Last week, the Senate unanimously passed the ADA Amendments Act (S. 3406). It is similar to the bill the House passed 402-17 earlier this year. Given this widespread bipartisan support, it is likely that we might see the first Democratically-driven employment law changes before President Bush leaves office. By doing so, this President Bush would expand upon the law first enacted by his father in 1990.
The highlights of the bill defines "substantially limits" to mean "materially restricts," it specifies examples of major life activities, and expands upon them to include major bodily functions, and helps employers by exempting from "regarded as" claims transitory or minor impairments that last or are expected to last for 6 months or less.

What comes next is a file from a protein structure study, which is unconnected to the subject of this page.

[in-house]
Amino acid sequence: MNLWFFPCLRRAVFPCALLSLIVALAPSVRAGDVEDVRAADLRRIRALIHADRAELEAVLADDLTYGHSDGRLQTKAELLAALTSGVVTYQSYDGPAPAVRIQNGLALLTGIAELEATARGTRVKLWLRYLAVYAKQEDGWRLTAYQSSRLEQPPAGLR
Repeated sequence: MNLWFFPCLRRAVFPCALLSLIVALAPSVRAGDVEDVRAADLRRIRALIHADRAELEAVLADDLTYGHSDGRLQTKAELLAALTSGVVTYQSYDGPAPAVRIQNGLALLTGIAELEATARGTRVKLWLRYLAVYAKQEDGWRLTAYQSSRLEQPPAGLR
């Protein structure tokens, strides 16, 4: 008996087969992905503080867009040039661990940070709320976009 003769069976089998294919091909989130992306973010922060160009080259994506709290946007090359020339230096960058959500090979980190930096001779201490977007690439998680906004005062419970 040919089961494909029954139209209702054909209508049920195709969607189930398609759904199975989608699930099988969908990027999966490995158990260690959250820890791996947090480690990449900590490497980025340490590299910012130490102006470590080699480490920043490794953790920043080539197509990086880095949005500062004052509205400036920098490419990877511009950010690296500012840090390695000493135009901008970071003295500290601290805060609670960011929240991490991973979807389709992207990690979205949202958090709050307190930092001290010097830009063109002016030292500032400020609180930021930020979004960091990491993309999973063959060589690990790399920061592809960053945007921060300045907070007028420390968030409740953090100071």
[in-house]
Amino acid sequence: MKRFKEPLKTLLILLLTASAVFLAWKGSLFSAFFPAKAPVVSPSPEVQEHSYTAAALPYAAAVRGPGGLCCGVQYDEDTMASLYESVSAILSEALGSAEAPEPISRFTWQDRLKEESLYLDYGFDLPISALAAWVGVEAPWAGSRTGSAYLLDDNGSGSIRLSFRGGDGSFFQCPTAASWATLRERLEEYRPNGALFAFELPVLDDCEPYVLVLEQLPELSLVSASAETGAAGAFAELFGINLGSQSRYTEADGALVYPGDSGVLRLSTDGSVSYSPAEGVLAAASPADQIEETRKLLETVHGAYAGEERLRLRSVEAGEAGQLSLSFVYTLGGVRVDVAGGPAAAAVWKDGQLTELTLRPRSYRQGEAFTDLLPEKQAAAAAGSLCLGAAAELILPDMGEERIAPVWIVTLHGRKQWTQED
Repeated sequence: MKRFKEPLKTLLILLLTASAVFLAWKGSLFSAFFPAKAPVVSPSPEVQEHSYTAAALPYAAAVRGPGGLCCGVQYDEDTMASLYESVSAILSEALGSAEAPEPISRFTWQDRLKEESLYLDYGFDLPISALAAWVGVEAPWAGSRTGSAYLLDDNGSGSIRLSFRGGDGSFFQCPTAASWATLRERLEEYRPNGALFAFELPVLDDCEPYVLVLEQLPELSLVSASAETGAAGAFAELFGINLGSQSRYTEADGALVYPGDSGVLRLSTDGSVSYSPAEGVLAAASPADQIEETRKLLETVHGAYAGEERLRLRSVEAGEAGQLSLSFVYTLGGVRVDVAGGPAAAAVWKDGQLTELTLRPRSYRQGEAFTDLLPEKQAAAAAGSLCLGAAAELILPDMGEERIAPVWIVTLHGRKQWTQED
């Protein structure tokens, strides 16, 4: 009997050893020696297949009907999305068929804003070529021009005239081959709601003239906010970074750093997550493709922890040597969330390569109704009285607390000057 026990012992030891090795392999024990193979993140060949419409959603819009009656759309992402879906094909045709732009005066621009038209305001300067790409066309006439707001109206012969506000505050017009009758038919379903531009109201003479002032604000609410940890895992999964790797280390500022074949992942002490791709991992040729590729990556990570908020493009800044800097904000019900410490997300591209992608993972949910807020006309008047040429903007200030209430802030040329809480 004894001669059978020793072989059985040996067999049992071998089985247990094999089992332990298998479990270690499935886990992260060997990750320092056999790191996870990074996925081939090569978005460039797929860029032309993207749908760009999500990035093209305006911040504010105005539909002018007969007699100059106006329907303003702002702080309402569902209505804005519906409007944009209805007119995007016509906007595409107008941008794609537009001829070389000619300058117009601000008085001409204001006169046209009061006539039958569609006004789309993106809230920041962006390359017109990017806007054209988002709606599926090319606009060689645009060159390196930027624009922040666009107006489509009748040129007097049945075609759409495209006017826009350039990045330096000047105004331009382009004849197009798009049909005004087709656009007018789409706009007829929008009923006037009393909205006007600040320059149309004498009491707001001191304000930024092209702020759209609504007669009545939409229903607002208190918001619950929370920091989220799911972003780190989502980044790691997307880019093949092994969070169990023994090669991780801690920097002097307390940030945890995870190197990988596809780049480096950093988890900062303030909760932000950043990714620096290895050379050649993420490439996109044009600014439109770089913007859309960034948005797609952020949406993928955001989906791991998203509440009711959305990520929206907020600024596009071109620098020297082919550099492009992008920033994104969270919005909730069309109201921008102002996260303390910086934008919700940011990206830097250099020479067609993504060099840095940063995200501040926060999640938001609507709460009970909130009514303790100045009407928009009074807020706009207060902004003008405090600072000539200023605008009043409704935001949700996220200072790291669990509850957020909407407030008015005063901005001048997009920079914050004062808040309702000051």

The biggest changes, though, will come to the definition of "disability" itself. In Sutton v. United Airlines, the Supreme Court held that whether an impairment substantially limits a major life activity is to be determined with reference to the effects of mitigating measures on the impairment. If this bill becomes law, it will reverse that ruling, and require the determination of whether an impairment substantially limits a major life activity to be made without regard to the ameliorative effects of mitigating measures.
[Hat tip: Workplace Horizons]